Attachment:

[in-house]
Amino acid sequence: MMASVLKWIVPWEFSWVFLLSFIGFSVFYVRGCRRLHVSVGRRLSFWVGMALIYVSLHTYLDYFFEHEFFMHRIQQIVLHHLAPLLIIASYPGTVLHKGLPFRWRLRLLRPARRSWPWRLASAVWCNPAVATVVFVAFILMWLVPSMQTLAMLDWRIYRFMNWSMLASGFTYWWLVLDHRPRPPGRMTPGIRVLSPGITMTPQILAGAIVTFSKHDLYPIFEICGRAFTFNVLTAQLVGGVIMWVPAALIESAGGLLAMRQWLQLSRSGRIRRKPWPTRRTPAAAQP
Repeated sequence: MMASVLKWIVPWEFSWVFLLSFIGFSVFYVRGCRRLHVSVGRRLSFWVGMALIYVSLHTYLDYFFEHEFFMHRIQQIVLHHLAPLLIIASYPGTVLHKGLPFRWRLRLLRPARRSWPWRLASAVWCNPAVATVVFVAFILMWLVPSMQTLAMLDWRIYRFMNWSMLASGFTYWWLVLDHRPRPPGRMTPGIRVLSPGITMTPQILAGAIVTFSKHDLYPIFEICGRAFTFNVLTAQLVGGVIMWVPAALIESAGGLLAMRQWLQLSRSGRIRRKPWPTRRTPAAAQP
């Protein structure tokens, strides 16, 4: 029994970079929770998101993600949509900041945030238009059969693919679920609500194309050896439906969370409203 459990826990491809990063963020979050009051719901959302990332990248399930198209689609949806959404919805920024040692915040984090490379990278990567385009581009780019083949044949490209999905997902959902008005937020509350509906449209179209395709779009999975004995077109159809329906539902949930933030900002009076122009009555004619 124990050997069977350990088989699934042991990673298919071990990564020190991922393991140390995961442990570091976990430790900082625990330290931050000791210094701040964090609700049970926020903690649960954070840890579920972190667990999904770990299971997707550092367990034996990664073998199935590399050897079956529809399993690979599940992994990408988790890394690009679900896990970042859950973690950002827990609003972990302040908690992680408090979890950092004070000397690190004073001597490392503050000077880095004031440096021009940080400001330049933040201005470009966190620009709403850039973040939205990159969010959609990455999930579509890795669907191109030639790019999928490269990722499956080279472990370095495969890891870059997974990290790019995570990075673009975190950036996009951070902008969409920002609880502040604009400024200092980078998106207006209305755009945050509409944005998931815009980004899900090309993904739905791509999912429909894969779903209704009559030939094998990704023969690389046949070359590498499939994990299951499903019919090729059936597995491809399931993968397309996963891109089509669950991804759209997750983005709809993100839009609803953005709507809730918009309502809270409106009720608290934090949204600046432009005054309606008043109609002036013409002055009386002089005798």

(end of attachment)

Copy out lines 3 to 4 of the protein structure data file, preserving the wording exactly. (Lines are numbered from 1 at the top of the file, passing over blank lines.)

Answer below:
Repeated sequence: MMASVLKWIVPWEFSWVFLLSFIGFSVFYVRGCRRLHVSVGRRLSFWVGMALIYVSLHTYLDYFFEHEFFMHRIQQIVLHHLAPLLIIASYPGTVLHKGLPFRWRLRLLRPARRSWPWRLASAVWCNPAVATVVFVAFILMWLVPSMQTLAMLDWRIYRFMNWSMLASGFTYWWLVLDHRPRPPGRMTPGIRVLSPGITMTPQILAGAIVTFSKHDLYPIFEICGRAFTFNVLTAQLVGGVIMWVPAALIESAGGLLAMRQWLQLSRSGRIRRKPWPTRRTPAAAQP
């Protein structure tokens, strides 16, 4: 029994970079929770998101993600949509900041945030238009059969693919679920609500194309050896439906969370409203 459990826990491809990063963020979050009051719901959302990332990248399930198209689609949806959404919805920024040692915040984090490379990278990567385009581009780019083949044949490209999905997902959902008005937020509350509906449209179209395709779009999975004995077109159809329906539902949930933030900002009076122009009555004619 124990050997069977350990088989699934042991990673298919071990990564020190991922393991140390995961442990570091976990430790900082625990330290931050000791210094701040964090609700049970926020903690649960954070840890579920972190667990999904770990299971997707550092367990034996990664073998199935590399050897079956529809399993690979599940992994990408988790890394690009679900896990970042859950973690950002827990609003972990302040908690992680408090979890950092004070000397690190004073001597490392503050000077880095004031440096021009940080400001330049933040201005470009966190620009709403850039973040939205990159969010959609990455999930579509890795669907191109030639790019999928490269990722499956080279472990370095495969890891870059997974990290790019995570990075673009975190950036996009951070902008969409920002609880502040604009400024200092980078998106207006209305755009945050509409944005998931815009980004899900090309993904739905791509999912429909894969779903209704009559030939094998990704023969690389046949070359590498499939994990299951499903019919090729059936597995491809399931993968397309996963891109089509669950991804759209997750983005709809993100839009609803953005709507809730918009309502809270409106009720608290934090949204600046432009005054309606008043109609002036013409002055009386002089005798």